At least seven employees of the National Park Service have tested positive for the coronavirus, or COVID-19. During the week of March 22 the superintendent of Great Smoky Mountains National Park said an employee there tested positive for the virus. The park on the Tennessee/North Carolina border was closed to the public on March 24, but many NPS sites remain open but have closed their visitor centers.
From the Washington Post, March 31, 2020:
In response to questions from The Washington Post, the agency said Tuesday that as of Monday, seven Park Service employees have tested positive for covid-19, the disease caused by the virus. That figure, which had not been previously reported, doesn’t include workers in the park who are not federal employees. “The NPS is working with our contractors and concessionaires to track reported cases of their employees as well,” Stephanie Roulett, a spokeswoman, wrote in an email.
The Park Service, a division of the Interior Department, will not identify where the affected employees are to protect their identities The infections came to light in a Wednesday teleconference when Park Service Director David Vela told workers, “this week, sadly, we received word of the first confirmed cases of NPS employees with covid-19.”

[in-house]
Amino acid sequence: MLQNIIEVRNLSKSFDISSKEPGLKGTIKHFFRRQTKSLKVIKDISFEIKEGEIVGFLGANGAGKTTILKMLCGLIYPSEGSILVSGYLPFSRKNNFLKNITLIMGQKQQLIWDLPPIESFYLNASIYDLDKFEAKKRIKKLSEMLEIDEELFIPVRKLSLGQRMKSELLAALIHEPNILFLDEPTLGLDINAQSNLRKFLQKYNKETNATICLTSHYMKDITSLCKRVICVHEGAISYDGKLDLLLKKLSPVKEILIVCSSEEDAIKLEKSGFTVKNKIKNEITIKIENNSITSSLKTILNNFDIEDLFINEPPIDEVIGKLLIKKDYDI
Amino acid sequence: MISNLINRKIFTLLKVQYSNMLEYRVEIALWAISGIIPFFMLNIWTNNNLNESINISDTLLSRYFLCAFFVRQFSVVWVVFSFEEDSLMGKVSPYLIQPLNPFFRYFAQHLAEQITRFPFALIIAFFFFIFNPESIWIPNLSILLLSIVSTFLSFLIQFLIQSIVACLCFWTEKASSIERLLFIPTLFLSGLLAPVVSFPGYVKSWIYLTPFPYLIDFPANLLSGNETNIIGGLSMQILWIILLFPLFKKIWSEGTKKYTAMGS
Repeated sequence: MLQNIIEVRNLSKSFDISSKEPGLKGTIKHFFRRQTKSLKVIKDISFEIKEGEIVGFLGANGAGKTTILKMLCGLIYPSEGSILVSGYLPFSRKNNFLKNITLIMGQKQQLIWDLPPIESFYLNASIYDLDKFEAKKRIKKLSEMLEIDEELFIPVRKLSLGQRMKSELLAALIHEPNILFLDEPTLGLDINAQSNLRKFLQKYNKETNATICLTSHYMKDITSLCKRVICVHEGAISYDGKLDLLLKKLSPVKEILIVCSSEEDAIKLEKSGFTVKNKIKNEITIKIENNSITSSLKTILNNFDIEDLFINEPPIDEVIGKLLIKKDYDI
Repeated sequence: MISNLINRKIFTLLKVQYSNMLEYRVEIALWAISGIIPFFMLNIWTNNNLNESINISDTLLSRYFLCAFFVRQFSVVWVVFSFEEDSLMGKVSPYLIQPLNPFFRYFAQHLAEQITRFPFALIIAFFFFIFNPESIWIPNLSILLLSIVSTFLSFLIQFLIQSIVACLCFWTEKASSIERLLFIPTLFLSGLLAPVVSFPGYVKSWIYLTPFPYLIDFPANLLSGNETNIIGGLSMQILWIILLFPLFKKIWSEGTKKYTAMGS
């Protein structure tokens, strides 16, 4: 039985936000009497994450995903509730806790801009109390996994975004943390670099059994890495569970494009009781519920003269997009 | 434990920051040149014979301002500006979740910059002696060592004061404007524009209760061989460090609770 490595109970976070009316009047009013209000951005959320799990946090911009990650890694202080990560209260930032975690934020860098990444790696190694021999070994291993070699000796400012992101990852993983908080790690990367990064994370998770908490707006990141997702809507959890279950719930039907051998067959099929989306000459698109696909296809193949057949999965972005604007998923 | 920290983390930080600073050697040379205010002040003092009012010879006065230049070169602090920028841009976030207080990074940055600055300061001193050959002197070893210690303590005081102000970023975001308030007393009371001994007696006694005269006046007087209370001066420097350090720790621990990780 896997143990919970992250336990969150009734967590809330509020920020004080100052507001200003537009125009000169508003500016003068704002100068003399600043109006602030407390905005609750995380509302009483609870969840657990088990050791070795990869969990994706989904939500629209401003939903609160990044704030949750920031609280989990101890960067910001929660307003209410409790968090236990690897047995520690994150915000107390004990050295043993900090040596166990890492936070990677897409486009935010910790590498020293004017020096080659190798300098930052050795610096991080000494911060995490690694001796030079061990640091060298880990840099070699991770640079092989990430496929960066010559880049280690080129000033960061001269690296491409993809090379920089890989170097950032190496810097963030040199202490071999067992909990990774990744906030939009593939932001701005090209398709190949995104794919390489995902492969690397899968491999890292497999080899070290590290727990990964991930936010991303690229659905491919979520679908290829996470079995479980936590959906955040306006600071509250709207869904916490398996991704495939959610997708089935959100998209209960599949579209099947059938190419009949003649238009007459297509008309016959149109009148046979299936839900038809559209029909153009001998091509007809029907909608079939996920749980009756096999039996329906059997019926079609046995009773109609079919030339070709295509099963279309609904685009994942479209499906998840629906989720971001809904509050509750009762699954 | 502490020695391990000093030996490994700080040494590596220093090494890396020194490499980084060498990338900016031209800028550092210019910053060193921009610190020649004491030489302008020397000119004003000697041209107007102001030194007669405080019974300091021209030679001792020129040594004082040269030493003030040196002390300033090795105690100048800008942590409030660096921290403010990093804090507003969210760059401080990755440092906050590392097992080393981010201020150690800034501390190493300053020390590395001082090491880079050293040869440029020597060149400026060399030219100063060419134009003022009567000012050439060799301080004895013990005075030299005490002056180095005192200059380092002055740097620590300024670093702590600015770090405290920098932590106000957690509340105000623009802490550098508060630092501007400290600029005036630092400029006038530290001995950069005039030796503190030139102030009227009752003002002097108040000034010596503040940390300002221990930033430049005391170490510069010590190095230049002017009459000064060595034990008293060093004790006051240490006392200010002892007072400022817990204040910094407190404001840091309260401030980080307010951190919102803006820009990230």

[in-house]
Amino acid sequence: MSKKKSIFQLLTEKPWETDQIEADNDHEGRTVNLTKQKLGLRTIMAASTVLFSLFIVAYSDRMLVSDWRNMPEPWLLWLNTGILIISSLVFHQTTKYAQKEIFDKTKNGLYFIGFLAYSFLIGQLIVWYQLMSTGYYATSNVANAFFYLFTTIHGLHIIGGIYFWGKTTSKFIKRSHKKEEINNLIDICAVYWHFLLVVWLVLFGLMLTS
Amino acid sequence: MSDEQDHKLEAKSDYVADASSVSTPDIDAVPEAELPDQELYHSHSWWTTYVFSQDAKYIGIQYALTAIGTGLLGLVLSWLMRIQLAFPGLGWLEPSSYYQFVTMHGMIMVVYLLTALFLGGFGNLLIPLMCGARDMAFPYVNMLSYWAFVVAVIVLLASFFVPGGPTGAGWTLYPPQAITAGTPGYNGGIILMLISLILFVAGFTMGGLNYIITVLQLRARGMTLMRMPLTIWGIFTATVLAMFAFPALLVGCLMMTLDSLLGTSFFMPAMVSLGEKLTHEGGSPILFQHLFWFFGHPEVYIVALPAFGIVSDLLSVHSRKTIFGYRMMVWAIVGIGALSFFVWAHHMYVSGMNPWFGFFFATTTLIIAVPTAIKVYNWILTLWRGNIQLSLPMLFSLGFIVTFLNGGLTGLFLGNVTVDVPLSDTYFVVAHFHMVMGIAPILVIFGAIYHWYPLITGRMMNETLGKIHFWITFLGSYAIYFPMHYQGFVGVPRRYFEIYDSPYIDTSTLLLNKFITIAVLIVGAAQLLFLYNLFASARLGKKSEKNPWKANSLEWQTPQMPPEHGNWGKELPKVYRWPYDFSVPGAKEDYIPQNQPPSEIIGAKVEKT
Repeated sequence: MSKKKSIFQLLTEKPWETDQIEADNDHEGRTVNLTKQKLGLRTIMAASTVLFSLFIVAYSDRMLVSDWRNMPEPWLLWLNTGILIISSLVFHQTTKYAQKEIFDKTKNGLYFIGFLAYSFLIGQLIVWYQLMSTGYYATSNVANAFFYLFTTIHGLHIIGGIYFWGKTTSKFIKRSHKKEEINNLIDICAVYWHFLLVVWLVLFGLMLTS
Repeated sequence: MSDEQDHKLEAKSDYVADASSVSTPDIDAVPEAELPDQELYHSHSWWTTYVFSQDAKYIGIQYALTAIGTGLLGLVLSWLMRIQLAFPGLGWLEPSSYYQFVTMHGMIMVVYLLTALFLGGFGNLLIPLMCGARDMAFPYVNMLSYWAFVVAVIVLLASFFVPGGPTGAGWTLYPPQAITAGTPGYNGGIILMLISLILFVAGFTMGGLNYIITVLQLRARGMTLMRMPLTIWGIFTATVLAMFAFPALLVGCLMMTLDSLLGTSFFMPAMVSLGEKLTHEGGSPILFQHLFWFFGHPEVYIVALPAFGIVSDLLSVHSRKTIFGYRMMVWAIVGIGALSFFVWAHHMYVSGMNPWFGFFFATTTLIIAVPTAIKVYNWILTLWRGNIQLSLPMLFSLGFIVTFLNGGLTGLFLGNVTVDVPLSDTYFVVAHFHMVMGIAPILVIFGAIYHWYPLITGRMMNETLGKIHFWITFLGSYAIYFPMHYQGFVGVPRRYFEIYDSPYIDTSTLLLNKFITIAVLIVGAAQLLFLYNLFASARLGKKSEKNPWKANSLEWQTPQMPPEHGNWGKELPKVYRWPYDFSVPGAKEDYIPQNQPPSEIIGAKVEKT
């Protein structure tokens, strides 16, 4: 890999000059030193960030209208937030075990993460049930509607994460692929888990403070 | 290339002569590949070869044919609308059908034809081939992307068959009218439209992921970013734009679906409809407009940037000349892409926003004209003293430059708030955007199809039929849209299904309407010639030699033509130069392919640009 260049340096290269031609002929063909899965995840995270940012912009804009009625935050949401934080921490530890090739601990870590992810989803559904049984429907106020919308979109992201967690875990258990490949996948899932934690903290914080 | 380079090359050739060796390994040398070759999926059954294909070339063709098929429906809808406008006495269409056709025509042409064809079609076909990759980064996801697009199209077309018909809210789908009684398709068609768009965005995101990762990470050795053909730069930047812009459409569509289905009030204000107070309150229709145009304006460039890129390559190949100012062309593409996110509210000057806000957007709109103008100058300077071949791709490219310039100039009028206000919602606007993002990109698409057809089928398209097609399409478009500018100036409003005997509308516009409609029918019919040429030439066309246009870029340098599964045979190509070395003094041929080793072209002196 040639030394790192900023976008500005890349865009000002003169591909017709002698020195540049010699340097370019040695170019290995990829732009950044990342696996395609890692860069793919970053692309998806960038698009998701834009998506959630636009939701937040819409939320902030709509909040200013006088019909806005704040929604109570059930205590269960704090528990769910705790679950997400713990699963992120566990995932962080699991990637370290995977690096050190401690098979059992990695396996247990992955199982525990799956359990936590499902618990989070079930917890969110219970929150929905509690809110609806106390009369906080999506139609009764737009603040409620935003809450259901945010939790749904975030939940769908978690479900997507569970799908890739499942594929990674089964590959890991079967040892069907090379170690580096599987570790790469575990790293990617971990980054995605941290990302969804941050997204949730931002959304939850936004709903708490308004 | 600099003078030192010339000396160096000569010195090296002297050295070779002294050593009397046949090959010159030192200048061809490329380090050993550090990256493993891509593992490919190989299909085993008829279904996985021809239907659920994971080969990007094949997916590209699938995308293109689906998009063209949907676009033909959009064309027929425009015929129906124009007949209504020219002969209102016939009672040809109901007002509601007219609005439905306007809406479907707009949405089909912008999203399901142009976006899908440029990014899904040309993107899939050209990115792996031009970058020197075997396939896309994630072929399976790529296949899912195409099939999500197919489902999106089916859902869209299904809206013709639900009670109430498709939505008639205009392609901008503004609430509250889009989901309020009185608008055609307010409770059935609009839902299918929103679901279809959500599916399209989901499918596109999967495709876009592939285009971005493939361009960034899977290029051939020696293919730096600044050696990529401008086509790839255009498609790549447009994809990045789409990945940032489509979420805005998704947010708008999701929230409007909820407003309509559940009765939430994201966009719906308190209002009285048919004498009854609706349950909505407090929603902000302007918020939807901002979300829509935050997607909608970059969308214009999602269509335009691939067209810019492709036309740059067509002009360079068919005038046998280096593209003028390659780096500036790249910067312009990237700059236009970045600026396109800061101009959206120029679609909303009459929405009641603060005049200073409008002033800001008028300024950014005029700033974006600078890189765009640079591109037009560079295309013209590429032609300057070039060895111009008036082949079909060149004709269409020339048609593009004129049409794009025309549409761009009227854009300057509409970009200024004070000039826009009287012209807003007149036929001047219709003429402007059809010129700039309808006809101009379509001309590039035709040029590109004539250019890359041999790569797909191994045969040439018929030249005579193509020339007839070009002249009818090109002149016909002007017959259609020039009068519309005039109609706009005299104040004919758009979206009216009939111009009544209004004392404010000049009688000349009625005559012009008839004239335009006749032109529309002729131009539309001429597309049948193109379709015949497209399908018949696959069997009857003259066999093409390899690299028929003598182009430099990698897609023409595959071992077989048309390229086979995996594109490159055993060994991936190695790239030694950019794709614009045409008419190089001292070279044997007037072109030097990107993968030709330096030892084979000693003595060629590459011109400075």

At Grand Canyon National Park, which drew large crowds over the weekend and remains open, park employees were informed Monday that a resident in the park’s housing complex on the South Rim has tested positive.
Roulett said no Park Service employee at Grand Canyon has been diagnosed with covid-19. Officials in Coconino County, which includes the park, have asked it to be shut down.
These seven NPS employees could be only the tip of the iceburg since such a small segment of the population in the United States has been tested for the virus. The essential service of fighting wildland fires cannot be carried out safely without making it mandatory for all firefighters to be tested, and on a regular basis. Symptoms of the disease only show up several days after the initial infection, but during that time the virus can spread to others. Without testing, fires may have to be left to burn, or just fought with air tankers and helicopters. Dispatching untested crews and incident management teams of firefighters when it is almost certain that some are shedding the virus, is dangerous and unethical.
In 2017 over 8,000 personnel were assigned to the Thomas Fire in southern California near Ventura.